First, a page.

This post is taken from an article by Robin L. Rose, MBA VP, Healthcare Resource Group, HealthStream, where she looks ahead at the coming year, with an eye to big picture trends that could have a significant impact on how we provide and experience care.
Nothing in Healthcare Should Be Taken for Granted
The healthcare industry is changing dramatically. Many reasons, such as ever increasing prices, the growing senior population, provider shortages, and a lack of affordability, even for many with good insurance, are driving change. New technologies, such as artificial intelligence, are slowly infiltrating the industry. Industry disrupters are seeing opportunity amidst the turbulence, and usage and practice patterns are changing dramatically as the industry attempts to move from fee-for-service to value-based care. Although change always takes a bit longer than we think or expect, it is inevitable in this case. When we look back in 10 years, healthcare practice and delivery may be unrecognizable from what we experience today. The following trend exemplifies the transformation that is under way.
Healthcare costs are becoming scarier than the illness itself
U.S. healthcare costs continue to rise, averaging more than $10,000 a year per person in 2016 (Gillies, 2018). According to the Kaiser Family Foundation (KFF), premiums for family plans increased 5% in 2018 to an average of $19,616, while individual premiums increased 3% to $6,896 (Richman, 2018). According to Richman, “Premiums rose twice as fast as workers’ earnings and three times as fast as inflation in the 10 years since 2008… Deductibles have grown even faster than premiums.” The KFF noted that average deductibles grew eight times faster than wages since 2008. These annual costs are nearly double what is spent for similar services in other developed countries, according to a recent study by researchers at the Harvard Chan School (Blumberg, 2018).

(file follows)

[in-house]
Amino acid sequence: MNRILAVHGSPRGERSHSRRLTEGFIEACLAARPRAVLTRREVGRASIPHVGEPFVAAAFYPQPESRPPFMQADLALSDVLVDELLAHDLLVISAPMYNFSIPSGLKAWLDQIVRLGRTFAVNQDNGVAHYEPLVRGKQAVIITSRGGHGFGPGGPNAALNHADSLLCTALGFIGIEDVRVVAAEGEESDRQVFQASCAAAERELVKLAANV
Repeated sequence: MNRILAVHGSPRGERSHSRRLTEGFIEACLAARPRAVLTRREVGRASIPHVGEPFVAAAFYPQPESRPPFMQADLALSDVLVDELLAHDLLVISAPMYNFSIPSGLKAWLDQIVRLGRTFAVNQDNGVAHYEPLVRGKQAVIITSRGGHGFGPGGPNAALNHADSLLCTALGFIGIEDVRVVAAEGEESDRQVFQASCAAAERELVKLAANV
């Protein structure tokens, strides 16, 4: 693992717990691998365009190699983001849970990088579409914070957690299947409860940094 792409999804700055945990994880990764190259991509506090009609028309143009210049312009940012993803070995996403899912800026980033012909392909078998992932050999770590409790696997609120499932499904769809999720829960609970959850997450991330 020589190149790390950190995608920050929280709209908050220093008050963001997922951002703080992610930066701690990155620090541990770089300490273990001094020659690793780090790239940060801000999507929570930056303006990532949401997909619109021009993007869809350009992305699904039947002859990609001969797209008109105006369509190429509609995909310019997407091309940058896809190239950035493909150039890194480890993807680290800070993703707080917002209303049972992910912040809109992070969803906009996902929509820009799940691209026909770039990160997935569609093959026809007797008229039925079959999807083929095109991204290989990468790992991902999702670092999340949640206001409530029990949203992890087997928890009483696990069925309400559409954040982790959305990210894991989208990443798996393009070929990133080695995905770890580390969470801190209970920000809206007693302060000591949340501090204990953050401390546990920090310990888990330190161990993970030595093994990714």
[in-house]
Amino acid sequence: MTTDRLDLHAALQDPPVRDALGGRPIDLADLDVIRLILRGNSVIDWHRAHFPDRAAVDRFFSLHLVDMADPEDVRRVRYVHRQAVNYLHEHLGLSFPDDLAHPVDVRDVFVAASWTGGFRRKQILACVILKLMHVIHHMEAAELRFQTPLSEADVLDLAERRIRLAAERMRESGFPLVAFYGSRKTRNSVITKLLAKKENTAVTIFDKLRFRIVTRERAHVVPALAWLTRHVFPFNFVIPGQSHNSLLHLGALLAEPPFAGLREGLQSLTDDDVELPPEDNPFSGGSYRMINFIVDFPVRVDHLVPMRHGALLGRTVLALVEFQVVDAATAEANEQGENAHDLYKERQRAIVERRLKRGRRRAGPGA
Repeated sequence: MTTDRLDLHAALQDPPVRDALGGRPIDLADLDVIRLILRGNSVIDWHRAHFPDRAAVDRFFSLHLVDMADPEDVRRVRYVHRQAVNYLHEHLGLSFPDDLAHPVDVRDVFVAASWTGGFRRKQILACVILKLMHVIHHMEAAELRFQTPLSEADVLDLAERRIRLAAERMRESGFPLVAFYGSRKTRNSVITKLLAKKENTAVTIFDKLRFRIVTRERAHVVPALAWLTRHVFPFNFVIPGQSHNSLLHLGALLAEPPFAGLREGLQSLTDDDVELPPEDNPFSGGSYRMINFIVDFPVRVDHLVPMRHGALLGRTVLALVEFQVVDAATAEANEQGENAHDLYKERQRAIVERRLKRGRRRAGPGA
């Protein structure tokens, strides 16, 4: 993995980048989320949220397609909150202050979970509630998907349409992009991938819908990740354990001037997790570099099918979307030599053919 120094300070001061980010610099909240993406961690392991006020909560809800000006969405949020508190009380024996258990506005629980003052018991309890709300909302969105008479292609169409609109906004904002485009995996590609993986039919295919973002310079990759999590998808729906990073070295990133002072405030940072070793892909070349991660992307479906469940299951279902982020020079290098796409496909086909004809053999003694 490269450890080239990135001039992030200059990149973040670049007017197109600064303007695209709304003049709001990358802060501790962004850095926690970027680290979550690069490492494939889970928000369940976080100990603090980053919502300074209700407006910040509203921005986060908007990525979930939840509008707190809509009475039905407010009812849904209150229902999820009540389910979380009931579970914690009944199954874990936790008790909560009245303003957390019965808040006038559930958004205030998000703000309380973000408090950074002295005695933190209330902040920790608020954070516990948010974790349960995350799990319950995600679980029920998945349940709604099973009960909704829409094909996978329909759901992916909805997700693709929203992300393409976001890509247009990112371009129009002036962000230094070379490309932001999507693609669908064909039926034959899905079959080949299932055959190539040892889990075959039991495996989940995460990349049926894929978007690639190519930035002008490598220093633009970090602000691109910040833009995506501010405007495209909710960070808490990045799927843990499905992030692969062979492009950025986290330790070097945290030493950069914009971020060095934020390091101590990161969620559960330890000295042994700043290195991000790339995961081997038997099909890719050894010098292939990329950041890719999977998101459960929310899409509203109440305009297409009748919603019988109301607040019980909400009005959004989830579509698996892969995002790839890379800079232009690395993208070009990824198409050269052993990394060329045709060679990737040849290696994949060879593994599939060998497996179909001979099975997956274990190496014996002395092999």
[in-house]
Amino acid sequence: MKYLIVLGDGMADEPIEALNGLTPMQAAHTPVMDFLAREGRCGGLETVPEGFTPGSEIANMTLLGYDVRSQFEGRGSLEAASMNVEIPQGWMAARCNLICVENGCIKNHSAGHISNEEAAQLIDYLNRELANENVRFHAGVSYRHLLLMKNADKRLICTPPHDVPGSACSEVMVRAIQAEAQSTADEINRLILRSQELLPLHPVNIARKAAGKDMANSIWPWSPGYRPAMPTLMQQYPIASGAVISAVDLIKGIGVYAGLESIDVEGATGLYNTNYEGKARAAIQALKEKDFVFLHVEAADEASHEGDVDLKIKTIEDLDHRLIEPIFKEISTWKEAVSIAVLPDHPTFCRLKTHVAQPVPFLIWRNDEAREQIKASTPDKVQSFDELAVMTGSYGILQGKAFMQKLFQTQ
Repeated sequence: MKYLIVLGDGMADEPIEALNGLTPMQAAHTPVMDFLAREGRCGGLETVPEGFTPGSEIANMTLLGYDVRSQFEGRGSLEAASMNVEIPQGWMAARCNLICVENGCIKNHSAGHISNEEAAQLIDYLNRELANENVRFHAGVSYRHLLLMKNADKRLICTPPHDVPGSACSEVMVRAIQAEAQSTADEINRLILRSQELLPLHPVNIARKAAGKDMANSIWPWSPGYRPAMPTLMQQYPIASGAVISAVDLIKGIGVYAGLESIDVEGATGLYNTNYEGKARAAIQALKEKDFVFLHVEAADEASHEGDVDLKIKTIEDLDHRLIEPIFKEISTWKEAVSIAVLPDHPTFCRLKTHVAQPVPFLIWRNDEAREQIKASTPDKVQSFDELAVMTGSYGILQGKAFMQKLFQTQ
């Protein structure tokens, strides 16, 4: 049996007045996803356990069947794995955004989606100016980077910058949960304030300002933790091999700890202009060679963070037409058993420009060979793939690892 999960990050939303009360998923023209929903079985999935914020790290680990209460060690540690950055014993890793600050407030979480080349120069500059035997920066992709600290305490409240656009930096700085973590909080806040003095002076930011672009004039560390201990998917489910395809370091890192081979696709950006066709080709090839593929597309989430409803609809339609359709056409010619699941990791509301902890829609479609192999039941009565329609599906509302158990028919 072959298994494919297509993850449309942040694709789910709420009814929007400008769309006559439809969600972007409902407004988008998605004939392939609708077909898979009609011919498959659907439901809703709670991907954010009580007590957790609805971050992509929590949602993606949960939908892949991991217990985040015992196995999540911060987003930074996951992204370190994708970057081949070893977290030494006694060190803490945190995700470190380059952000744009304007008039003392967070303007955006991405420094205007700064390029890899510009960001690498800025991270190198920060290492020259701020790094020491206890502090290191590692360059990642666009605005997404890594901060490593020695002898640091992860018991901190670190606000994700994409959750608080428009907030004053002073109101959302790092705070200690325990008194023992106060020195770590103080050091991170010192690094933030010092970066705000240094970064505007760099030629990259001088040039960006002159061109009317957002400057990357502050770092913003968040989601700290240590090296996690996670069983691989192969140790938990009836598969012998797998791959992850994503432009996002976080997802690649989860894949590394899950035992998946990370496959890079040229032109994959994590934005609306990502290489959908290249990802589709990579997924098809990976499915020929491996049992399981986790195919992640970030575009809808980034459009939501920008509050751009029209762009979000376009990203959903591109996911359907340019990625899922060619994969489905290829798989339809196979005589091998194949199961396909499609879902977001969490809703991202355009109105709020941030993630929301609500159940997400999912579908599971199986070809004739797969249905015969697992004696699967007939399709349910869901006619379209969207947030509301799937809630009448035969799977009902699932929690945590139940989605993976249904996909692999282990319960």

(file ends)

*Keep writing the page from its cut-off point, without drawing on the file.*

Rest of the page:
In a recent poll by the University of Chicago and West Health Institute found that Americans actually fear the cost of their healthcare more than they do the illness. The study found that 33 percent of those surveyed were “extremely afraid” or “very afraid” of getting seriously ill. In contrast, about 40 percent said paying for healthcare is more frightening than the illness itself (Gillies, 2018). Unfortunately, costs are so high many neglect needed care. Some 44 percent of Americans said they didn’t go to the doctor when they were sick or injured because of financial concerns, and 40 percent said they skipped a recommended test or treatment. Shockingly, 86 percent of these respondents had good health insurance (Gillies, 2018).
Additional Healthcare Trends to Watch
Other trends identified in this article include:
Blumberg, Yoni, “Here’s the real reason health care costs so much more in the US,” March 22, 2018, https://www.cnbc.com/2018/03/22/the-real-reason-medical-care-costs-so-much-more-in-the-us.html
Gillies, Trent, “Why health care costs are making consumers more afraid of medical bills than an actual illness,” CNBC, April 22, 2018, https://www.cnbc.com/2018/04/22/why-health-care-costs-are-making-consumers-more-afraid-of-medical-bills-than-an-actual-illness.html
Download the complete article here.
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